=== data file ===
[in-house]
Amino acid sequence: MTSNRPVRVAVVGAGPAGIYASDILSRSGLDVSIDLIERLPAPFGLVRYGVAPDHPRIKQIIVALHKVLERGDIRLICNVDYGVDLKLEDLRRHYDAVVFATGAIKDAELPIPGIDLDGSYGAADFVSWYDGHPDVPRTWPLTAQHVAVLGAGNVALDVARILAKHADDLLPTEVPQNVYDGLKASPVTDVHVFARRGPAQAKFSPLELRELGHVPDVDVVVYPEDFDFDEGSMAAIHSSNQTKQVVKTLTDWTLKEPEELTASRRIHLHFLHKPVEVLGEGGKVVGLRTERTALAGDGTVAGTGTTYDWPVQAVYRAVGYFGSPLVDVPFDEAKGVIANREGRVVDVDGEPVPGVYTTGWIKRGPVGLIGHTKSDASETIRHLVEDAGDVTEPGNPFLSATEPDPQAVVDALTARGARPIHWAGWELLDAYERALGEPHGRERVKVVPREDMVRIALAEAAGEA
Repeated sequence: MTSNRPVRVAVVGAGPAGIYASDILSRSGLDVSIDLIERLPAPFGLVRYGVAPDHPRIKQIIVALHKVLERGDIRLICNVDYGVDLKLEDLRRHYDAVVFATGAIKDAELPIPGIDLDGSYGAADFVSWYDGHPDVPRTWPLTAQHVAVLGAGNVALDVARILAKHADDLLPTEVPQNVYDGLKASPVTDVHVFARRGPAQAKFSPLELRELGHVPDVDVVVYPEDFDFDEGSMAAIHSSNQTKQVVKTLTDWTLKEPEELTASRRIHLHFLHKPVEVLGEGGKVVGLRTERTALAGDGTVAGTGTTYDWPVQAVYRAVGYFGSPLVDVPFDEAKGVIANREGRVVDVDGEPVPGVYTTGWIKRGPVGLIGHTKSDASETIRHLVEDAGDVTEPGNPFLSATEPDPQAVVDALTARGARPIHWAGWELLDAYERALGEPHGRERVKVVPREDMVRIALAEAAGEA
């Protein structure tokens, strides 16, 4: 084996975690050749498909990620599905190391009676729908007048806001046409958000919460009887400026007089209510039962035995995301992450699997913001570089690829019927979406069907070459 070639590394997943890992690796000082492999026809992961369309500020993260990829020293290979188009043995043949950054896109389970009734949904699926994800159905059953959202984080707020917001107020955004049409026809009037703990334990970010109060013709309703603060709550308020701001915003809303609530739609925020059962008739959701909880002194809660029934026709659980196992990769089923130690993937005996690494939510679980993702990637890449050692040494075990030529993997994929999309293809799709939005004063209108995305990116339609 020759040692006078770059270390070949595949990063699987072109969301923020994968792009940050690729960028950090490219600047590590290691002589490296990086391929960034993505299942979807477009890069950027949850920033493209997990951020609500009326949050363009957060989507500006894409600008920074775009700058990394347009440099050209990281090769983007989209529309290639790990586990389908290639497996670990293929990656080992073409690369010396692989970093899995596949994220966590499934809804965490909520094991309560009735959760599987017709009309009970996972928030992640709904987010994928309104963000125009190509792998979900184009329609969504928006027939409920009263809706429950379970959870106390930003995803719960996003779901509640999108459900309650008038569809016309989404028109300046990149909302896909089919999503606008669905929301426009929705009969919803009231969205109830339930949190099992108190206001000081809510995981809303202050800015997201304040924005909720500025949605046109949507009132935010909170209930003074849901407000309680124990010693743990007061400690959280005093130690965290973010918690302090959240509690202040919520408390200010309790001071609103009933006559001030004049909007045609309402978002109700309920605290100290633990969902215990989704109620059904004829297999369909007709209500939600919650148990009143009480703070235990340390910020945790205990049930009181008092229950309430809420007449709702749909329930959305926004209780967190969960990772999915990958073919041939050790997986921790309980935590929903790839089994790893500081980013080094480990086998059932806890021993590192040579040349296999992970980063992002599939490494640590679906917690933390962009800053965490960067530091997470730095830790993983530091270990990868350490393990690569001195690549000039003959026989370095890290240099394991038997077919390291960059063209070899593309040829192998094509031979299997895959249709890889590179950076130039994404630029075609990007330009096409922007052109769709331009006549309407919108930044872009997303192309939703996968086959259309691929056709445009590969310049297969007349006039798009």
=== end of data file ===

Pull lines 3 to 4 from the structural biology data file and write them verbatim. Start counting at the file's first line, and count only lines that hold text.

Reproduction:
Repeated sequence: MTSNRPVRVAVVGAGPAGIYASDILSRSGLDVSIDLIERLPAPFGLVRYGVAPDHPRIKQIIVALHKVLERGDIRLICNVDYGVDLKLEDLRRHYDAVVFATGAIKDAELPIPGIDLDGSYGAADFVSWYDGHPDVPRTWPLTAQHVAVLGAGNVALDVARILAKHADDLLPTEVPQNVYDGLKASPVTDVHVFARRGPAQAKFSPLELRELGHVPDVDVVVYPEDFDFDEGSMAAIHSSNQTKQVVKTLTDWTLKEPEELTASRRIHLHFLHKPVEVLGEGGKVVGLRTERTALAGDGTVAGTGTTYDWPVQAVYRAVGYFGSPLVDVPFDEAKGVIANREGRVVDVDGEPVPGVYTTGWIKRGPVGLIGHTKSDASETIRHLVEDAGDVTEPGNPFLSATEPDPQAVVDALTARGARPIHWAGWELLDAYERALGEPHGRERVKVVPREDMVRIALAEAAGEA
């Protein structure tokens, strides 16, 4: 084996975690050749498909990620599905190391009676729908007048806001046409958000919460009887400026007089209510039962035995995301992450699997913001570089690829019927979406069907070459 070639590394997943890992690796000082492999026809992961369309500020993260990829020293290979188009043995043949950054896109389970009734949904699926994800159905059953959202984080707020917001107020955004049409026809009037703990334990970010109060013709309703603060709550308020701001915003809303609530739609925020059962008739959701909880002194809660029934026709659980196992990769089923130690993937005996690494939510679980993702990637890449050692040494075990030529993997994929999309293809799709939005004063209108995305990116339609 020759040692006078770059270390070949595949990063699987072109969301923020994968792009940050690729960028950090490219600047590590290691002589490296990086391929960034993505299942979807477009890069950027949850920033493209997990951020609500009326949050363009957060989507500006894409600008920074775009700058990394347009440099050209990281090769983007989209529309290639790990586990389908290639497996670990293929990656080992073409690369010396692989970093899995596949994220966590499934809804965490909520094991309560009735959760599987017709009309009970996972928030992640709904987010994928309104963000125009190509792998979900184009329609969504928006027939409920009263809706429950379970959870106390930003995803719960996003779901509640999108459900309650008038569809016309989404028109300046990149909302896909089919999503606008669905929301426009929705009969919803009231969205109830339930949190099992108190206001000081809510995981809303202050800015997201304040924005909720500025949605046109949507009132935010909170209930003074849901407000309680124990010693743990007061400690959280005093130690965290973010918690302090959240509690202040919520408390200010309790001071609103009933006559001030004049909007045609309402978002109700309920605290100290633990969902215990989704109620059904004829297999369909007709209500939600919650148990009143009480703070235990340390910020945790205990049930009181008092229950309430809420007449709702749909329930959305926004209780967190969960990772999915990958073919041939050790997986921790309980935590929903790839089994790893500081980013080094480990086998059932806890021993590192040579040349296999992970980063992002599939490494640590679906917690933390962009800053965490960067530091997470730095830790993983530091270990990868350490393990690569001195690549000039003959026989370095890290240099394991038997077919390291960059063209070899593309040829192998094509031979299997895959249709890889590179950076130039994404630029075609990007330009096409922007052109769709331009006549309407919108930044872009997303192309939703996968086959259309691929056709445009590969310049297969007349006039798009």